Combining colorful patterns in a single room isn’t one of the most manageable tasks in decorating.
Some designers intentionally stick with solids and textures for a cleaner look, but also because layering a potpourri of stripes, florals and animal prints can encourage a space that’s too busy. Nevertheless, others are naturally drawn toward pattern play, marrying flame stitch with Chinoiserie and tossing in a polka dot without thinking twice.
“If you love a lot of visual stimulation, like me, successful pattern play often happens naturally,” said Liz Caan of Liz Caan Interiors in Newton, Massachusetts. “For those not intimidated by pattern, sometimes I think the best approach is simply to throw caution to the wind and let it happen organically. It’s kind of like that adage about if you trust what you love, it’ll always be in style.”
We asked a group of design pros for their advice on layering pattern on pattern to create a vibrant interior.
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Use Classic, Enduring Patterns
“Balance is hugely important and the key to any room full of pattern. If nothing in the room shouts louder than anything else, then your eye will not be drawn to any one particular feature and the space will not feel busy.
“If you want the scheme to be timeless, look to more classic enduring patterns like ikats, florals, suzanis and so on, rather than very graphic, more contemporary prints. We also adore using paisleys, as this is such a familiar pattern and therefore feels comfortable to the eye.”
— Nicole Salvesen and Mary Graham of Salvesen Graham in London
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Vary the Scale of Patterns
“We love mixing stripes of varying scale with simple yet bold geometric companions. We are also fans of mixing conservative- and traditional-leaning patterns with bolder, more contemporary complements.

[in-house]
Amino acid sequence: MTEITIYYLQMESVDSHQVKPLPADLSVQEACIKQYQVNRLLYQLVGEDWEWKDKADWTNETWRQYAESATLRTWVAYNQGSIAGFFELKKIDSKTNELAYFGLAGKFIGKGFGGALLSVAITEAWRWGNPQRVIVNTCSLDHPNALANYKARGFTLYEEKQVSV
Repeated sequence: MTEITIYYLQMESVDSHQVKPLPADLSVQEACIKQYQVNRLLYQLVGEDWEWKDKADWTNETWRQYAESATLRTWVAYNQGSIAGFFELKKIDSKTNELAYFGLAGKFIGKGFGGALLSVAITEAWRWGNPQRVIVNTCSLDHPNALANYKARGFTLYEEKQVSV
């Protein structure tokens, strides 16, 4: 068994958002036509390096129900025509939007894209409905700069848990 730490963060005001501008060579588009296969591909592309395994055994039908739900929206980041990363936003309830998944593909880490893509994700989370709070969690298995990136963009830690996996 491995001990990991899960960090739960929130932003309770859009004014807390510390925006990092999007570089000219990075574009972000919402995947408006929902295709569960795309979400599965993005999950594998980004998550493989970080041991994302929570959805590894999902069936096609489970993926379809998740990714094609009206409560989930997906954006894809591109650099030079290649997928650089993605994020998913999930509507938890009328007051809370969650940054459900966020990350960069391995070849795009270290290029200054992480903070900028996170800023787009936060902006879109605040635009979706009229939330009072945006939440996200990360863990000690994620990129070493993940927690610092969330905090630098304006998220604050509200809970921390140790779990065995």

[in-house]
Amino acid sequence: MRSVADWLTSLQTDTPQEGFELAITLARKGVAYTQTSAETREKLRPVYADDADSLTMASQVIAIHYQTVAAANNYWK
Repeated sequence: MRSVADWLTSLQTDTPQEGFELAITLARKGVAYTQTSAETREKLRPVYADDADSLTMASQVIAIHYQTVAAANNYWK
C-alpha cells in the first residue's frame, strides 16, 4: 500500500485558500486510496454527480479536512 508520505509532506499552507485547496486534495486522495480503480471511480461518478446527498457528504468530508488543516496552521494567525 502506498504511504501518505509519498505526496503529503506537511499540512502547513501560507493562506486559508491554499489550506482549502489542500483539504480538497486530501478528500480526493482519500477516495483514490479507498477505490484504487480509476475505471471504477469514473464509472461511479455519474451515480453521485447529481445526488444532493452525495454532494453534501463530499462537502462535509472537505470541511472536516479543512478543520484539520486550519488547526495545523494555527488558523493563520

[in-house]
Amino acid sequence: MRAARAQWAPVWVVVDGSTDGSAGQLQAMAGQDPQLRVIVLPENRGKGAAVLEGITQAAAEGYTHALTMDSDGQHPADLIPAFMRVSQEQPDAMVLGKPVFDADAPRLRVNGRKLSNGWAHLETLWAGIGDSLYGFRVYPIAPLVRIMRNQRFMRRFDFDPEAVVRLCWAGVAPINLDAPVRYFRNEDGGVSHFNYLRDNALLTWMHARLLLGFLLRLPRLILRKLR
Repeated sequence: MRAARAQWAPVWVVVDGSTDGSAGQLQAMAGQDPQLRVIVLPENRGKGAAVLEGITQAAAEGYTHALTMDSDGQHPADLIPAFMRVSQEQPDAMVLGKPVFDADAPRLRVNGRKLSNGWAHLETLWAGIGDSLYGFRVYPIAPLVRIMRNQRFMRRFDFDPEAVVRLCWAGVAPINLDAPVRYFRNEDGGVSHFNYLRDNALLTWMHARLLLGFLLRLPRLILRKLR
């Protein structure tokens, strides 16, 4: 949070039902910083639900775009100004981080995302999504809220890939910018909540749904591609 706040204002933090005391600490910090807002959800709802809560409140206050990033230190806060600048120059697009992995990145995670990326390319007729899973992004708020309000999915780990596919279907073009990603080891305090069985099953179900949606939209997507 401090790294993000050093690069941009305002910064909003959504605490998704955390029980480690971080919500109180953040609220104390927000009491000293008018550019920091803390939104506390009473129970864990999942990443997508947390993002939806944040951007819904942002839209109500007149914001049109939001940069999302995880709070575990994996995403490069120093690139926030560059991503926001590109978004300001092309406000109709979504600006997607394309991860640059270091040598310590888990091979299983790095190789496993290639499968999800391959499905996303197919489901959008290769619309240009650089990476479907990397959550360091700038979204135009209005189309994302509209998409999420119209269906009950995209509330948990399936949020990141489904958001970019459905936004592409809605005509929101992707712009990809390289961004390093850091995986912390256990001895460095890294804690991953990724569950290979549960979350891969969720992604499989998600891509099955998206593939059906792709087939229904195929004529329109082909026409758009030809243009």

“We try to ensure that the scale of each pattern displayed is different. In the case of stripes, this means significant changes in spacing, width, etc. Additionally, we find success in substantially different color stories, while ensuring cohesion and consistency across materials.
“It’s best to create a rhythm whereby certain patterns are adjacent to one another (as in the case of upholstered seating and accent pillows), while others are broken up by solid features such as flooring or walls to give them space to breathe.”
— Andrew Bowen, partner and head of staging for ASH NYC, a design, development and luxury staging firm in New York
Dress up the Ceiling
“Blending patterns and colors can add rich texture to a room, but there needs to be harmony between them. Use colors that have the same hue and intensity. For instance, don’t mix pastel patterns with jewel-tone patterns. Choose tone-on-tone patterns which give a room depth, texture and character.“Create visual balance. Keep your patterns flowing around the entire room––you want your eye to travel around the space. Think of the room in layers, each layer should complement the next, pulling the overall concept together.
“Try anchoring your space with an oversized patterned or textural rug. Use solid-color furnishings and add accent pillows in a mixture of styles. Last but not least, don’t forget about the ceiling. Dress it up with grass cloth or a bold pattern. You want the room to feel equally weighted at top and bottom.”
— Andrea Schumacher of Andrea Schumacher Interiors in Denverand Santa Barbara, California
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Create Moments With Lighting
“If you’re worried about your pattern mixing getting out of hand or just don’t know where to begin, I always suggest selecting patterns that don’t directly compete with each other. For example, it would be really hard for a Southwestern stripe to feel at home with a romantic toile. You want balance and variety, but you also want the patterns to feel like they would hang out in the same crowd.
“Spaces that are heavy on patterns usually evoke an intentional moodiness so I like to create additional moments with lighting as well to support that intimate vibe—fewer overheads and more floor lamps and table lamps that break up the room by casting their own glow in different corners and nooks. Sconces are also a great way to call attention to a really beautiful wallcovering.
“I love pairing an organic pattern with a structured one. It’s the perfect amount of tension but each pattern still supports the other. I love hanging art over a textured or patterned wall, regardless of whether the art matches the wallcovering. Sometimes, and oftentimes, opposition is more interesting.”
— Liz Caan, interior designer in Newton, Massachusetts
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